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The Fall and Rise of Judah

Now it came about at that time that Judah was demoted by his brothers, and he turned away until [he came] to an Adulamite man, named Hirah. And there Judah saw the daughter of a merchant named Shua, and he took her and came to her. [Genesis 38:1-2]
The Torah has just told us of the harrowing story of Joseph, hated by his brothers, thrown into a pit full of snakes and as an act of mercy sold to the Ishmaelites for 20 pieces of silver.
Then the story pauses. Instead, we get the downfall of Judah, fourth son of Jacob and Leah and until now regarded as the leader of the 12 brothers. It was Judah who urged his siblings not to kill Joseph, rather sell him and be rid of him for good.
Joseph was not seen by his family. But his presence lay heavy. Jacob was constantly fasting in mourning for his favorite son. The eldest, Reuven, was fasting for having switched his father’s marital bed and incurring his anger. And Judah, who seems to have only wanted to stop a murder, couldn’t take the reproach of the others: “Had you told us to let him go we would have listened.” In other words, it’s your fault.
And Judah leaves the northern Canaanite town of Dotan and heads south, looking for a home in every face he sees. He ends up in Adulam and meets somebody named Hira. Then he marries the daughter of a Canaanite man, something the patriarchs warned against throughout the previous 200 years. The text remains silent.
But the commentators are divided. Some insist that the son of Jacob would never marry a Canaanite. But others, including Rav Saadia Gaon, the 10th Century sage, say simply “Canaanite is Canaanite.” The text appears to support the latter’s interpretation as Judah’s three sons and wife, the victims of G-d anger, die — leaving him alone with a widowed daughter-in-law Tamar.
The next part of the story confounds those who see Judah as righteous. He leaves for Timnah in the south with his kemosabe Hira to shear their flock. On the way, Judah stops off to have sex with an anonymous harlot who turns out to be Tamar — not exactly biblical behavior. For Judah, this is the low point.
Henry Kissinger, who died last week at age 100, took a similar route. He grew up in a traditional Jewish family in Germany and arrived in New York at age 15. Within a few months, he wrote, he had turned from an “idealist” to a “skeptic.” He didn’t see himself as a Jew rather an American, with a passion for the Giants baseball team. He soon left his high school sweetheart Anne for the US Army, where his German and clear prose made him a perfect fit for counter-intelligence in his native land.
Kissinger was a quick study. He might never get rid of his accent — although his younger brother Walter did — but he could shed everything Jewish. As he rose from being a protege to Nelson Rockefeller to the White House, Kissinger always made sure to be the loudest antisemite in the room. The persecution of Jews was essentially their fault. He opposed US support of Jewish emigration from the Soviet Union. In fact, he protested against American intervention for any Jew. He called those Jews who cared about their brethren “self-serving bastards.”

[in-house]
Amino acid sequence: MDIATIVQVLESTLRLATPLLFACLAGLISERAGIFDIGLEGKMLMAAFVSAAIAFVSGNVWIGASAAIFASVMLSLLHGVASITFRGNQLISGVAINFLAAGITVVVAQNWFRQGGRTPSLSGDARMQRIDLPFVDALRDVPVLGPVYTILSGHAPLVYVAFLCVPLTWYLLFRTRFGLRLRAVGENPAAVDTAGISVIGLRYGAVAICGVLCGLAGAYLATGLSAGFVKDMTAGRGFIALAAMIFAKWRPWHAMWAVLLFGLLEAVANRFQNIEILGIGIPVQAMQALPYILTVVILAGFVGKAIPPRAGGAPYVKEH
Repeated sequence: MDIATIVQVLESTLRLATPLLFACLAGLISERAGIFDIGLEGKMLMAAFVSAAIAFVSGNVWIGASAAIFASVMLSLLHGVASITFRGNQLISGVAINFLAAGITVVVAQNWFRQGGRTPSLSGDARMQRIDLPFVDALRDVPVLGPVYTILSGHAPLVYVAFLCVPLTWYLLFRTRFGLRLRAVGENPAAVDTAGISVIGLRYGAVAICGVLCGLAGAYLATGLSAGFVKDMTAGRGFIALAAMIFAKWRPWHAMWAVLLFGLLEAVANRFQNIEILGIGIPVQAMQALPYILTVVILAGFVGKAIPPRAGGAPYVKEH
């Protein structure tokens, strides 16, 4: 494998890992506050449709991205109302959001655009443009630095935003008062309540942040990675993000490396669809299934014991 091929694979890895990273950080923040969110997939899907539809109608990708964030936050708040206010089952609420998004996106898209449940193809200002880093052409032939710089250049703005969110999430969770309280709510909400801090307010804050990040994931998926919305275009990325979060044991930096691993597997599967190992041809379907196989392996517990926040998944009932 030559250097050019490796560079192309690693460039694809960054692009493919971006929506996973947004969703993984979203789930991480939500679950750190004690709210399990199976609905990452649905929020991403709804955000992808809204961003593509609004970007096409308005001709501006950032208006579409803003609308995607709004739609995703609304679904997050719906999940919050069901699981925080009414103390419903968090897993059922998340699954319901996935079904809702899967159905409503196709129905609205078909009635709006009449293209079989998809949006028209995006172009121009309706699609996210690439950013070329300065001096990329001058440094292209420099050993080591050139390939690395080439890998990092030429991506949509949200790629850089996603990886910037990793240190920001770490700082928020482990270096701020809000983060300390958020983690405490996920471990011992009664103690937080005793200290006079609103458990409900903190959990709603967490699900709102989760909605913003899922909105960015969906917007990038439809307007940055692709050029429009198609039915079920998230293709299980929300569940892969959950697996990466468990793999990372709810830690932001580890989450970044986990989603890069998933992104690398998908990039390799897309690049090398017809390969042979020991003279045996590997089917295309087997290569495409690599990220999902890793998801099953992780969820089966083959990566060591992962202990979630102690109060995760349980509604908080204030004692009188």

“The emigration of Jews from the Soviet Union is not an objective of American foreign policy, and if they put Jews into gas chambers in the Soviet Union, it is not an American concern,” Kissinger told then-President Richard Nixon in March 1973. “Maybe a humanitarian concern.”
Like Judah, Kissinger thought to cap his career by marrying a white Anglo-Saxon Protestant, or WASP. In 1974, soon after he became secretary of state, Kissinger wedded Nancy Maginnes, his former student at Harvard and from an elite New York family. Rockefeller lent his private jet for the honeymoon. The wedding, Kissinger felt, would put pay to his former heritage, which he attributed to an “accident of my birth.”
Kissinger didn’t seem to have much naches from Nancy. They never had children. From the day of their marriage, she suffered from ulcers that also put her several times in the hospital, one of them for the removal of her colon. He was away all the time.
Still, Kissinger’s career rolled on after his stint in government. He maintained his image as the man who couldn’t stand Jews — even opposing the US Holocaust Museum, claiming it would “reignite antisemitism.” He no longer needed Rockefeller’s money, turning superrich as the ultimate lobbyist for governments and corporations everywhere. One of his last visitors was Prime Minister Binyamin Netanyahu.
The Midrash says G-d spared Judah because of his place in Jewish history: He would be the ancestor of King David and the Messiah. It was Tamar, sentenced to die for becoming pregnant with a strange man, who brought Judah back to his family and faith. “She is right…,” Judah said when presented with Tamar’s evidence that she had been abandoned. The strange man who had impregnated Tamar turned out to be Judah himself at the crossroads to Timna. Tamar gave birth to twins and Judah’s new life began.
For anybody who knows Jews, the woman has the last word. Tamar was no exception. When she saw the first of the twins she understood that a breakthrough had taken place. Judah would return to lead his brothers. He would establish the Jewish monarchy forever. Kissinger would not have understood.
“With what strength you have strengthened yourself!” Tamar said. “And he [Judah] named him Peretz.” [Genesis. 38:29]
About the Author
Steve Rodan has been a journalist for some 40 years and worked for major media outlets in Israel, Europe and the United States. For 18 years, he directed Middle East Newsline, an online daily news service that focused on defense, security and energy. Along with Elly Sinclair, he has just released his first book: In Jewish Blood: The Zionist Alliance With Germany, 1933-1963 and available on Amazon.
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